Examinations of ancient Hellenic magical distinctions are still further complicated by questions of objectivity raised by those who are not practitioners from modern magical subcultures. These are the disputes which can arise from conclusions drawn from an “emic” or internal perspective rather than from some form of “etic” perspective drawn from either participant observation or external viewpoints. As in any art, the perspective changes with distance. Such perspectives are even further clouded by historical and cultural gender distinctions between female and male magical practitioners and adepts. When such distinctions are filtered through the tendency in Middle Eastern monotheistic thinking and early Christian writing to demonize female practitioners of magic (“suffer ye not a witch to live”) while at the same time tolerating or even lauding the male practitioners (the three Magi and of course, Jesus himself); a look at what we think we know about Hellenic magic requires careful scrutiny. I will provide some links in a later post for further exploration for those who wish to undertake a more in-depth examination than I can offer in this blog.

I also note that my observations, analysis, and conclusions are not drawn from a purely “emic” or “etic” perspective but that I lean significantly towards the former while I have interests in employing techniques of the latter. The gift a Pagan priest or priestess can bring to such work is that of direct experience in the performatives of magical rites and the honed ability to intuitively understand and perceive magical semiotic clues that an academic scholar might not catch; the gift academia bestows is that of seeking a rigorous, non-credulous, objective viewpoint that can be supported by the data uncovered. Finding the balance between these is an interesting philosophical yoga.

Linguistic Distinctions and Insights

Finally, I think it’s important to point out that prior to the use of the Greek word μαγικός (magikos) as discussed in part 7, there were other words in use both as titular or occupational categories, and these were used to describe specific magical practices. I’ll discuss this a bit further when we get to looking at various contemporary examples, but for the time being, I’ll simply note that there were words in use prior to around the 6th Century BCE when there was an increase in Greek borrowing (and fanciful embellishment) of ideas about the role of the magus, magi or magian. These flights of fancy and syncretism were drawn from Greek extrapolations of what they believed they understood about Iranian, Babylonian, and Chaldean religious and magical practices. Examples of the older pre-6th Century BCE words (and the associated ideas) include γόης (goēs), an archaic Greek word for a practitioner of magic. This word is drawn in turn from the even older góos which also can refer to a musician, or to music, or song, and which often particularly refers to songs of lamentation and poetry used in connection with death and dying, as well as work with associated secret rites such as the Eleusinian Mysteries. To help with an understanding of the association, it might help to think of modern ideas about the meaning of the English word “enchantment” and to consider the linguistic link between an enchanter and the word “chant”, drawn from the French”chanter”: to sing.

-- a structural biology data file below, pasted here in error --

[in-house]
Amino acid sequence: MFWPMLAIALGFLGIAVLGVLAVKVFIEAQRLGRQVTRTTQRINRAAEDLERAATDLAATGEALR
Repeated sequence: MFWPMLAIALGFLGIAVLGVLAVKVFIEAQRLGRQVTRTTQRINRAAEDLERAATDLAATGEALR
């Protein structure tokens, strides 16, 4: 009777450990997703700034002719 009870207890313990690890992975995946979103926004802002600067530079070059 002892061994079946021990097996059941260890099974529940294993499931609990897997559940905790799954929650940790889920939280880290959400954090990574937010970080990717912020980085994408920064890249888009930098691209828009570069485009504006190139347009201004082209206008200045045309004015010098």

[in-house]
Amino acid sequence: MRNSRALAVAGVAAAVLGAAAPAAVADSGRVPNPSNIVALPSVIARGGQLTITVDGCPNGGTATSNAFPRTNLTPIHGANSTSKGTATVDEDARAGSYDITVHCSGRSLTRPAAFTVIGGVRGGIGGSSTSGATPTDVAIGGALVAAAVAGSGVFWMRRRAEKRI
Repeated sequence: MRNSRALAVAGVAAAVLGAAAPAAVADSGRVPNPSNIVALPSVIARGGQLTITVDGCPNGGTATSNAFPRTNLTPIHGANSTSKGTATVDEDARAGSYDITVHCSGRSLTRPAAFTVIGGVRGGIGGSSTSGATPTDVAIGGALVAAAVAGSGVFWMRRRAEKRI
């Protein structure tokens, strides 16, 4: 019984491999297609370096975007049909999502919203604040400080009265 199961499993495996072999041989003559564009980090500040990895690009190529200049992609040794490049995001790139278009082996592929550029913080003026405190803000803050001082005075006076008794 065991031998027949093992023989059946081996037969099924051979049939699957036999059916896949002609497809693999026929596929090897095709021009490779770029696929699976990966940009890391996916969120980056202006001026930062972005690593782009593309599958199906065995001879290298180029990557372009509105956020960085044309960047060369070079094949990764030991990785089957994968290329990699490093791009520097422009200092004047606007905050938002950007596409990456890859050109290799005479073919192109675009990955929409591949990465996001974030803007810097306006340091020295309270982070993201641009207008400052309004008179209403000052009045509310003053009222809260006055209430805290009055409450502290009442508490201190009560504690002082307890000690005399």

Magic, Music & Necromancy

There are multiple examples from all over the world (and many time periods) of the connection between magic and religion and sacred music, chanting, mantras, sing-song incantations and prayers, etc. The category for the sacred role of a singer of songs of lament or worship, as well as sung prayers and other requests for intercession in a magical Greek context, could clearly fall under the word góos as well as the later goēs which can also refer to sounds of ululation similar to modern Middle Eastern cries of mourning uttered at funeral rites.